There are different types of treatment for patients with thyroid cancer.
Different types of treatment are available for patients with thyroid cancer. Some treatments are standard (the currently used treatment), and some are being tested in clinical trials. A treatment clinical trial is a research study meant to help improve current treatments or obtain information on new treatments for patients with cancer. When clinical trials show that a new treatment is better than the standard treatment, the new treatment may become the standard treatment. Patients may want to think about taking part in a clinical trial. Some clinical trials are open only to patients who have not started treatment.
For more information from the National Cancer Institute about communication in cancer care, see the following:
When Someone You Love is Being Treated for Cancer
Young People with Cancer: A Handbook for Parents
Facing Forward: When Someone You Love Has Completed Cancer Treatment
When Someone You Love Has Advanced Cancer: Support for Caregivers
Surgery is the most common treatment of thyroid cancer. One of the following procedures may be used:
Lobectomy: Removal of the lobe in which thyroid cancer is found. Biopsies of lymph nodes in the area may be done to see if they contain cancer.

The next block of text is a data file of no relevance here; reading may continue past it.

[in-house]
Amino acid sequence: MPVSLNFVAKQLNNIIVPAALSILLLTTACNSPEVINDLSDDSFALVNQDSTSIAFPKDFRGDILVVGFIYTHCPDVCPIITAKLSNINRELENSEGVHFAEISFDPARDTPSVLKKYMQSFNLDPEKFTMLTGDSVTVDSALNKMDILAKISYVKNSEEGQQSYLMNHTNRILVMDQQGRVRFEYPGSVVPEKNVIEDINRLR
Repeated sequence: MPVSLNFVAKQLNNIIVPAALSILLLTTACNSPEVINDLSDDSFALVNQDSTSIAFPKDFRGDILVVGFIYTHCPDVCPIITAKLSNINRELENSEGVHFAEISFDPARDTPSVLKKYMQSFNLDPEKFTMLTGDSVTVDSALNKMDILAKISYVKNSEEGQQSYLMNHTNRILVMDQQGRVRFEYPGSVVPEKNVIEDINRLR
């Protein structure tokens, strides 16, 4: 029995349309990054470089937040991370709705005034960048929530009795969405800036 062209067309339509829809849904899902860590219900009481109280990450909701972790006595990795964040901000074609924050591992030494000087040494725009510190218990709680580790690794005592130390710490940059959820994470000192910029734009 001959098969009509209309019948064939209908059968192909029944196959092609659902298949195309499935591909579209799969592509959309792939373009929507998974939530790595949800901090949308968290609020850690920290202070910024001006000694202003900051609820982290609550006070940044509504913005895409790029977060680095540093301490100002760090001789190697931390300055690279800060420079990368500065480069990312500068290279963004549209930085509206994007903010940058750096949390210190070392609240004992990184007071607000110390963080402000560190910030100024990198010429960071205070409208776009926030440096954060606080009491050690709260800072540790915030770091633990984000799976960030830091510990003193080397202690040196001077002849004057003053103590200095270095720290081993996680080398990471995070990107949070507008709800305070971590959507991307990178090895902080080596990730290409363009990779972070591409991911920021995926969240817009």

Near-total thyroidectomy: Removal of all but a very small part of the thyroid.
Total thyroidectomy: Removal of the whole thyroid.
Lymphadenectomy: Removal of lymph nodes in the neck that contain cancer.
Radiation therapy, including radioactive iodine therapy
Radiation therapy is a cancer treatment that uses high-energy x-rays or other types of radiation to kill cancer cells or keep them from growing. There are two types of radiation therapy. External radiation therapy uses a machine outside the body to send radiation toward the cancer. Internal radiation therapy uses a radioactive substance sealed in needles, seeds, wires, or catheters that are placed directly into or near the cancer. The way the radiation therapy is given depends on the type and stage of the cancer being treated.
Radiation therapy may be given after surgery to kill any thyroid cancer cells that were not removed. Follicular and papillary thyroid cancers are sometimes treated with radioactive iodine (RAI) therapy. RAI is taken by mouth and collects in any remaining thyroid tissue, including thyroid cancer cells that have spread to other places in the body. Since only thyroid tissue takes up iodine, the RAI destroys thyroid tissue and thyroid cancer cells without harming other tissue. Before a full treatment dose of RAI is given, a small test-dose is given to see if the tumor takes up the iodine.